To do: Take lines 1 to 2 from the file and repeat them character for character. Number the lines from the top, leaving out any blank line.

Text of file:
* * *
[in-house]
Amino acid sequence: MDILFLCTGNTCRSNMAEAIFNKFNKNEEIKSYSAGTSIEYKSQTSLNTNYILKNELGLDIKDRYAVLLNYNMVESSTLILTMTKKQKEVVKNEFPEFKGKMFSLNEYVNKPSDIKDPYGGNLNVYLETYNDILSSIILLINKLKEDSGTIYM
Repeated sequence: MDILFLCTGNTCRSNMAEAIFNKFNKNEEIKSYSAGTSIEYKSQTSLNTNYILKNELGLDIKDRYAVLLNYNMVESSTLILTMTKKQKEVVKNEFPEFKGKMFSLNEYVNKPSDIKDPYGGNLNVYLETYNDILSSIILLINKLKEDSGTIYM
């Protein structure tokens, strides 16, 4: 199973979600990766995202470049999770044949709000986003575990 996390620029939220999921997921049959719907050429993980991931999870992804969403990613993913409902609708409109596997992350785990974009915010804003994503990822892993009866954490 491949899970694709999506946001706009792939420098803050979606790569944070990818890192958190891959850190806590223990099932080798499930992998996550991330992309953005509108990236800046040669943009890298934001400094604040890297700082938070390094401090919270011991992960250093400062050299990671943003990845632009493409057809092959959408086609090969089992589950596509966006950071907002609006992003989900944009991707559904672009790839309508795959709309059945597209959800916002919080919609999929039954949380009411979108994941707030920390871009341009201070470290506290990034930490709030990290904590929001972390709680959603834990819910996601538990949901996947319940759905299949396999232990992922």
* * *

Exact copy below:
[in-house]
Amino acid sequence: MDILFLCTGNTCRSNMAEAIFNKFNKNEEIKSYSAGTSIEYKSQTSLNTNYILKNELGLDIKDRYAVLLNYNMVESSTLILTMTKKQKEVVKNEFPEFKGKMFSLNEYVNKPSDIKDPYGGNLNVYLETYNDILSSIILLINKLKEDSGTIYM